While there have been reports of misuse of apps, they have been far more limited than our experience with PCs might have led us to expect.  While the number of mobile computers will soon exceed the number of more general purpose computers, the security problems have been much more limited. We have seen nothing approaching the kind of security problems that we have seen with Windows or Linux based personal computers.

        The implication is that we can build safe things.  The fear is that we will not do so.  The fear is based in part upon the recent history with other kinds of computer systems.  It is amplified by reports of so-called "security researchers" who have found and reported on things that were not secure.  While we may have done okay with iOS, our experience with browsers has been frightening.  Even computers that are otherwise secure can be compromised by duping or baiting a user into simply pushing a button.

        Let's look at the iOS experience to see what we might learn about how to build secure things.  First, things should run in a closed environment, either dedicated hardware, like a router, or in an environment isolated from other things like that provided by iOS.  Second, it should have a limited and easily understood application or use.

        The app makes the device into an application only machine.  Unlike a personal computer, it does not present the function to make persistent changes to its own programming.  While it is a programmed device, it is not a programmable device.  The underlying computing functionality is hidden from the user.  The user should not be able to see or control the file system, write or execute an arbitrary program, or even make persistent changes to data by any means other than by operating the thing.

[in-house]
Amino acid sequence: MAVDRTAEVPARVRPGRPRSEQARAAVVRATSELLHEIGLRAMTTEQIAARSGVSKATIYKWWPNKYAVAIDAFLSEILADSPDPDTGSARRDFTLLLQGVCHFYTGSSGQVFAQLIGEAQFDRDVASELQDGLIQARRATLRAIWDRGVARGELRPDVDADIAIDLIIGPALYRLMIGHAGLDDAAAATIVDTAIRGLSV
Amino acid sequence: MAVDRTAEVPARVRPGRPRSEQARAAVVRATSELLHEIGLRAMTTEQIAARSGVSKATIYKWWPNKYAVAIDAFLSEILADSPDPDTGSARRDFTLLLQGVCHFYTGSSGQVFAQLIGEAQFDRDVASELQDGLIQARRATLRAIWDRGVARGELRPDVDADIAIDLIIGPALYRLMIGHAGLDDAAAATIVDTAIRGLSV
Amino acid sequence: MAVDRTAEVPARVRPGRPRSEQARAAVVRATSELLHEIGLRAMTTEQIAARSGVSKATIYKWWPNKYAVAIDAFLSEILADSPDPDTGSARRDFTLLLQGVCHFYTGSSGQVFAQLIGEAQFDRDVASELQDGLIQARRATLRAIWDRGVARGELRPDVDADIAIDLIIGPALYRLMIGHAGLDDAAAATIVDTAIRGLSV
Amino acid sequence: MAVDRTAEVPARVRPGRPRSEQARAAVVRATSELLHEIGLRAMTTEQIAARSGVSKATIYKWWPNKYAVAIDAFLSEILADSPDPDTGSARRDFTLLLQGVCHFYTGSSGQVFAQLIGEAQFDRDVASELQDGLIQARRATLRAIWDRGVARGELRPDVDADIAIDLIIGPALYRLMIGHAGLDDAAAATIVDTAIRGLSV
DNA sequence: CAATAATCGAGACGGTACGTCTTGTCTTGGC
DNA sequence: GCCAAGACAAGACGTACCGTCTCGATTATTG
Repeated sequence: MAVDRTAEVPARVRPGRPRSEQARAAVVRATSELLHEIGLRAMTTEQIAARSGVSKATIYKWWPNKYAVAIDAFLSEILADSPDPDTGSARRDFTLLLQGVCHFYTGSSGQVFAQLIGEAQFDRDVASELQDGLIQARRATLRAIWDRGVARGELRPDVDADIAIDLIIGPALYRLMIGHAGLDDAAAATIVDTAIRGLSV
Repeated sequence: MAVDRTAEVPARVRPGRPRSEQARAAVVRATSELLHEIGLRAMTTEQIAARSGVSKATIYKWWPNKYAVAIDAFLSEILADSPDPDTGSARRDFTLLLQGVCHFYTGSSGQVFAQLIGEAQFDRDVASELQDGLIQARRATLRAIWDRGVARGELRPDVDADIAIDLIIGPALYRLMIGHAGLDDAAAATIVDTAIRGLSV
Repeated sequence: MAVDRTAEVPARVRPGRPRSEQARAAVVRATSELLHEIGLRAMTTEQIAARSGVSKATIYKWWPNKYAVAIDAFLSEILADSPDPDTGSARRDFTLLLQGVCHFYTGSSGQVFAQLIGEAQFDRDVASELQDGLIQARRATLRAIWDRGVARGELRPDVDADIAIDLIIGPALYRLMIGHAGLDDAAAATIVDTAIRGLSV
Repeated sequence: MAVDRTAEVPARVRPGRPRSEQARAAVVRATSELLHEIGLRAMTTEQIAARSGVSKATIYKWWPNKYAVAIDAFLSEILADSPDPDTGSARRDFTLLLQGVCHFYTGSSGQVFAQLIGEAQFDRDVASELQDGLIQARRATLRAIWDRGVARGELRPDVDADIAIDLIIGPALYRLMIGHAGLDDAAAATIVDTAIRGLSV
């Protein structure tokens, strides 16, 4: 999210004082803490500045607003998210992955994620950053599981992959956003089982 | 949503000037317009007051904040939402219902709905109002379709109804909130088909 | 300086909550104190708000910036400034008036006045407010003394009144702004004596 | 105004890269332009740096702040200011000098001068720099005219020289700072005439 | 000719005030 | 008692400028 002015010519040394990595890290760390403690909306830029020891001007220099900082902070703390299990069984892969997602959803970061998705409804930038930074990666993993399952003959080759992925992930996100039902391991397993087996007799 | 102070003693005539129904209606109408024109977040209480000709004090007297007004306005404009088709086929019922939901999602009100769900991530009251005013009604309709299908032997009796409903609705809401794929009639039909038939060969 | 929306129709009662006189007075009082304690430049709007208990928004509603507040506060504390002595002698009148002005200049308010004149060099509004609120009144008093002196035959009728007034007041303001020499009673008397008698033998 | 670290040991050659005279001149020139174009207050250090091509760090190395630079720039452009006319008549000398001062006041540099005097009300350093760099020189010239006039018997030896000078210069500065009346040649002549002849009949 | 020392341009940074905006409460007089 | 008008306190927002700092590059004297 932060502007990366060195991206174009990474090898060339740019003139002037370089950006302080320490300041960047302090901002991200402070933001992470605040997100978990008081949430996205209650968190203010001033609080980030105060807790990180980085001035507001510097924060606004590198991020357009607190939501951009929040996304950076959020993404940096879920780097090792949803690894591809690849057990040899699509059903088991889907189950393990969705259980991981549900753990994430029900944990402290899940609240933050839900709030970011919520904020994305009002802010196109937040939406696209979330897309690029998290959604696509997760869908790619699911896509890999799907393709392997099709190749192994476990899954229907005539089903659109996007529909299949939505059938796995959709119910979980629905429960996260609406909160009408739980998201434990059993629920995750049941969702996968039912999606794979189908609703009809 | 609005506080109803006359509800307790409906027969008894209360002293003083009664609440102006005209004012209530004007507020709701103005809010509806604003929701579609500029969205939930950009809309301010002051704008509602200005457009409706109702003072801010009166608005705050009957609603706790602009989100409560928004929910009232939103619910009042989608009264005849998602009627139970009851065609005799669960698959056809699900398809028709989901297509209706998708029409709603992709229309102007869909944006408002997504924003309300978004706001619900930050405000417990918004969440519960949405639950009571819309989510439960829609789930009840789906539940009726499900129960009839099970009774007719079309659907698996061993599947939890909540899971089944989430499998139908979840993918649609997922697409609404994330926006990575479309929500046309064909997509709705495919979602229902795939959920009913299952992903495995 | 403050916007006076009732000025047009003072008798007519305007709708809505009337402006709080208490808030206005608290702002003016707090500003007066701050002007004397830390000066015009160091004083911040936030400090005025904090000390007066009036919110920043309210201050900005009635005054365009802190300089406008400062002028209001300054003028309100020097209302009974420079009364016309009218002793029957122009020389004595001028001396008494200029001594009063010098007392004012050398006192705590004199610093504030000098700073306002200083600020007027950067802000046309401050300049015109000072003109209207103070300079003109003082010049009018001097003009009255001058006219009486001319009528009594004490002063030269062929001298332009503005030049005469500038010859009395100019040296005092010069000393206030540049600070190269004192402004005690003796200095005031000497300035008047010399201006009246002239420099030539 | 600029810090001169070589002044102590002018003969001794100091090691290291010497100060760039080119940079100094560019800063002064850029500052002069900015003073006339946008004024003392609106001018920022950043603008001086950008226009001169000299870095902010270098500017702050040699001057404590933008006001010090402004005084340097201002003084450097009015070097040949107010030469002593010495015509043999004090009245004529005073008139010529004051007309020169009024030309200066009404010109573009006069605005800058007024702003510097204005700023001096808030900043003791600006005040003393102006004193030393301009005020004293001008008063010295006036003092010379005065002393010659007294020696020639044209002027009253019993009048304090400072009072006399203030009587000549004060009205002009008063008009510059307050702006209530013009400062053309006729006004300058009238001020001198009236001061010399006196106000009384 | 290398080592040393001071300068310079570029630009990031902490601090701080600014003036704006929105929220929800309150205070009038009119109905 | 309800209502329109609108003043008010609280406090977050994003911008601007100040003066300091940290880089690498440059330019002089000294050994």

The program for the thing should be  written in an appropriate language and using an appropriate systems development kit (SDK).  One does not have to know the features of the iOS SDK to know that it makes it easier to do things right than otherwise.  If that were not so, we would not have well over a million apps with so few problems.

        The thing should hide its computer from the network.  As with the user interface, the thing should hide its file and operating systems from the network interface.  Said another way, it should not answer on any standard "ports," but only those specific to the use or operation of the thing.

        The thing's software should not present a multi-user interface.  As with the app, possession of the thing should be both necessary and sufficient for its use.  While many iOS apps do require "login" it is not for use of the app itself but to authenticate the user to a multi-user network application.

        While the personal computer expects and supports late changes to its own programming, the app does not.  Late changes are made by replacing the app with a new version of itself rather than patching the existing one.  This is facilitated in part by the fact that the app is small and self-contained.  It is required because the limited function of the app does not contain the capability of making late and persistent changes to itself.

        We should not conclude that building secure or "securable" things is easy but it is fair to conclude that it is possible and definitely easier than general purpose computers. However, while most "things" will work pretty much as intended, given the number of things and the number of sources, there will be broken things sold. Some of these will be in sensitive applications like healthcare, transportation, and banking.  These failures will not be seen as exceptions but as typical of the Internet of Things and maycause more fear, uncertainty, and doubt than diligence and care.

        Monday, August 3, 2015

        Security of the Internet of Things (Part I)

        This is the first of a contemplated three posts on the subject of the Internet of Things (IoT).  In this post we identify the space and the potential,security issues.  In subsequent parts we will make recommendations to address the issues.  Comment, feedback, explication, and even argument are invited.